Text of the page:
The labor shortages and inflation that followed intensified the challenge of improving readiness. And while the Navy has not played a direct role in the response to Russia’s invasion of Ukraine, the war has highlighted another readiness concern: the ability of weapons-makers to ramp up to meet high demand.

Even so, it’s clear Gilday did funnel more money toward select accounts aimed at making the fleet ready to fight today. While his overall operations spending increased at a similar pace as Richardson’s, under Gilday the Navy would see a 34% increase in flight-hours spending under the FY24 budget, compared to a 12% increase during his predecessor’s tenure. This “mission and other flight operations” funding line goes toward flight hours for pilots during routine training at home and missions on deployment.

The service would also see a 28% increase in ship-steaming days spending under Gilday, compared to 16% under Richardson. This “mission and other ship operations” line similarly includes ship training at home and operations overseas.

And the Navy would receive a 49% increase in spending on aviation logistics — though Richardson’s budgets actually increased spending here by 80% from FY17 through FY20, as then-Defense Secretary James Mattis focused on boosting aviation readiness rates across the services.

Though Gilday has specifically tried to improve the performance of ship maintenance availabilities, spending on depot maintenance hasn’t increased dramatically. If Congress were to pass Gilday’s FY24 request, he’ll have overseen a 14% boost in ship depot maintenance spending, which would be in line with the 15% increase Richardson recorded.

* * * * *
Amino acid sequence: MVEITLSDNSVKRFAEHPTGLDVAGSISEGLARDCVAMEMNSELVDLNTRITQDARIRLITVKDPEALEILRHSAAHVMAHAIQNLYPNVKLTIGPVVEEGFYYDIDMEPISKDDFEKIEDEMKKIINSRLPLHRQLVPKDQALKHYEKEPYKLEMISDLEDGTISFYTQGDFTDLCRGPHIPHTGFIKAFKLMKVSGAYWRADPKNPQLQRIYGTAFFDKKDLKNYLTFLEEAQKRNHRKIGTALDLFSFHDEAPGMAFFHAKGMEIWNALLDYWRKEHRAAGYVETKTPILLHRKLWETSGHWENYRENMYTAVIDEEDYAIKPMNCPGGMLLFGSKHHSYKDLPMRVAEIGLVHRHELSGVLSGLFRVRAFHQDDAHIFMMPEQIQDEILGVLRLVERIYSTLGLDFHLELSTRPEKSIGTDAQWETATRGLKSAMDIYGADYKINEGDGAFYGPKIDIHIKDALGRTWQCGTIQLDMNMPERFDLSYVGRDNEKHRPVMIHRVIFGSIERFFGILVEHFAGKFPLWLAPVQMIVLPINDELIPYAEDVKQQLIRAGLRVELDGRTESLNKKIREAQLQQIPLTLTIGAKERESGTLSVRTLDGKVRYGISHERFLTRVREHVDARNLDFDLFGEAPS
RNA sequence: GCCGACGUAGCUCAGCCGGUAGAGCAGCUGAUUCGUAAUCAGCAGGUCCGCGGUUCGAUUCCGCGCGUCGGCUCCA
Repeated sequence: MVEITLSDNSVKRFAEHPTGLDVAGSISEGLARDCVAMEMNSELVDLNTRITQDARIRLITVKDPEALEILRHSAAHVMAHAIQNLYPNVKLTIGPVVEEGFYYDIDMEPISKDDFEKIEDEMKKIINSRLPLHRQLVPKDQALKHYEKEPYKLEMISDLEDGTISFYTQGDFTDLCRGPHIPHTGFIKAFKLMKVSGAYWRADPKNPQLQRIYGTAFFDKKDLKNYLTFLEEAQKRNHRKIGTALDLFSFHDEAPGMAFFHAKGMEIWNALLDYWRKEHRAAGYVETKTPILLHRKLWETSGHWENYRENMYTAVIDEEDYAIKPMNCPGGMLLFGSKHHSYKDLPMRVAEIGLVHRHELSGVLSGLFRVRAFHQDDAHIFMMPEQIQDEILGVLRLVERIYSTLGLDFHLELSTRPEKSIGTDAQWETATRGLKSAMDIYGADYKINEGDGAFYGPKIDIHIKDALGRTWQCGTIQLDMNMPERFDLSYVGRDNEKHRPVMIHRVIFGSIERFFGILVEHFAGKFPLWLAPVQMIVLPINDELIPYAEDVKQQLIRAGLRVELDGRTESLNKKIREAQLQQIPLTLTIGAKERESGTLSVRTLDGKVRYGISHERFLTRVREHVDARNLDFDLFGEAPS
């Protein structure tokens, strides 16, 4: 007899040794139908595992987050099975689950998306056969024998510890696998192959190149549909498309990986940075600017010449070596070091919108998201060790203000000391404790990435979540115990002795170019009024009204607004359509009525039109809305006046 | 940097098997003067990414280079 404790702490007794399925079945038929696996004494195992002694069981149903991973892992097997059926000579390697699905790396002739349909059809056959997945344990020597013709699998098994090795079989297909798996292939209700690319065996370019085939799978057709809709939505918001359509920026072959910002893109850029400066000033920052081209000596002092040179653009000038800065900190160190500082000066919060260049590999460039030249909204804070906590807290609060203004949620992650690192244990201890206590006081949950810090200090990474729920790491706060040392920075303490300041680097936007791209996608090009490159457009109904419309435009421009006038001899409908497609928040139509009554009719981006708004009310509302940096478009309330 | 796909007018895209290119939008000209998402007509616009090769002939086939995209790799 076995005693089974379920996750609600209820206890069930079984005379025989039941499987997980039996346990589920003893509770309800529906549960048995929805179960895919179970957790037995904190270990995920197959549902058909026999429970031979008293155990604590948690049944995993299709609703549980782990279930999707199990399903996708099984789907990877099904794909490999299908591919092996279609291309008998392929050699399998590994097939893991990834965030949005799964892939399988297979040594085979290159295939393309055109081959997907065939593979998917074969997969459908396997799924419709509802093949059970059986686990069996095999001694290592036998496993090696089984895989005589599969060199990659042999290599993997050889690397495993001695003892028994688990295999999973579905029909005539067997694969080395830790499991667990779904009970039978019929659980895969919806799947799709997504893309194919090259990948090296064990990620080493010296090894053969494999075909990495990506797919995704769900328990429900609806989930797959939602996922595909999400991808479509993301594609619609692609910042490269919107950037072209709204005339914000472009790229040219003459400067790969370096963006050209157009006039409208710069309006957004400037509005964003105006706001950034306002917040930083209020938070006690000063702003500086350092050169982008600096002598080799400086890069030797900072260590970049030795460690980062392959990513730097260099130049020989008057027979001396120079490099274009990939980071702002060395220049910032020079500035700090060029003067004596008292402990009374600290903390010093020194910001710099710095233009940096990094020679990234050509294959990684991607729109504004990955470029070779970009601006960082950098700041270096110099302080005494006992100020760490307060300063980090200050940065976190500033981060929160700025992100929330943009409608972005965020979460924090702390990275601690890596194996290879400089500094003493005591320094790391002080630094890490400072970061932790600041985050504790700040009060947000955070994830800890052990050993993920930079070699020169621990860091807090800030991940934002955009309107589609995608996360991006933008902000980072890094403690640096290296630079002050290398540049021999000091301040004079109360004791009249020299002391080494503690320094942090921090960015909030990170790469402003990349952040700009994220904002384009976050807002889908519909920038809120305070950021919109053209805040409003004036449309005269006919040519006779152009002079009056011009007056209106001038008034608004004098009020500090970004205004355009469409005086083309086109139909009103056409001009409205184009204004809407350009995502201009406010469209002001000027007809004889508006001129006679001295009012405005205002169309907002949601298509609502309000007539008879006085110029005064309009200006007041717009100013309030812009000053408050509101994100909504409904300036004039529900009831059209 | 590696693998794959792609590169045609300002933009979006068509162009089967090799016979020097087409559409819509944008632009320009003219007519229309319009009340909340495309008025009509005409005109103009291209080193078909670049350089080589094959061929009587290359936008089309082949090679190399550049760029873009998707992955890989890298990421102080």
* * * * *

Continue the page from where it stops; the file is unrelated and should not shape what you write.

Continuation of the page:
In parallel with this increased funding for depot maintenance, Gilday‘s Navy has also implemented a slew of process improvements meant to strategically spend money to keep maintenance periods on schedule.

At private yards that conduct maintenance on surface ships, the Navy has dropped from more than 7,000 delay days per year to fewer than 3,000, Gilday said in a March 28 hearing before the Senate Appropriations Committee’s defense panel.

That’s on track to drop further — below 900 days by the end of FY24 — meaning ships are coming out of maintenance closer to their planned dates.

Gilday characterized the FY24 request as fully funding ship maintenance, but said “we’re not satisfied … in terms of where we are with delay days. We definitely have work to do.”

He told Defense News the Navy is in some cases spending smarter, rather than spending more.

By law, operations and maintenance dollars are supposed to expire at the end of the fiscal year. This makes it tough to start a ship-repair period from October through December because the Navy can’t award the contracts early enough for yards to order material and assemble the workforce.

“I try to tip my hat to the Hill for giving us the authority to use the multiyear money” to carry out a pilot program meant to achieve a better flow of ship maintenance planning and execution, Gilday said. With this pilot program, ship maintenance dollars can span fiscal years, ensuring the Navy can award contracts early enough no matter the month.

Prior to 2020, the Navy was awarding ship maintenance contracts 61 days before the work started. Now, the average is 116 days, Gilday said, meaning private repair yards have more time to secure parts, materials and enough staff.

Was the fight for readiness dollars worth it?

Gilday said he has no regrets about prioritizing readiness spending.

“It absolutely has to be our first priority always,” he told Defense News. “What we have on the sea every day is what we’re going to have to fight with. And so we can never assume that making reductions in funding for people, parts, materiel [and] maintenance is going to somehow be mitigated, because it won’t. It only exacerbates the risk that operational commanders have to accept.”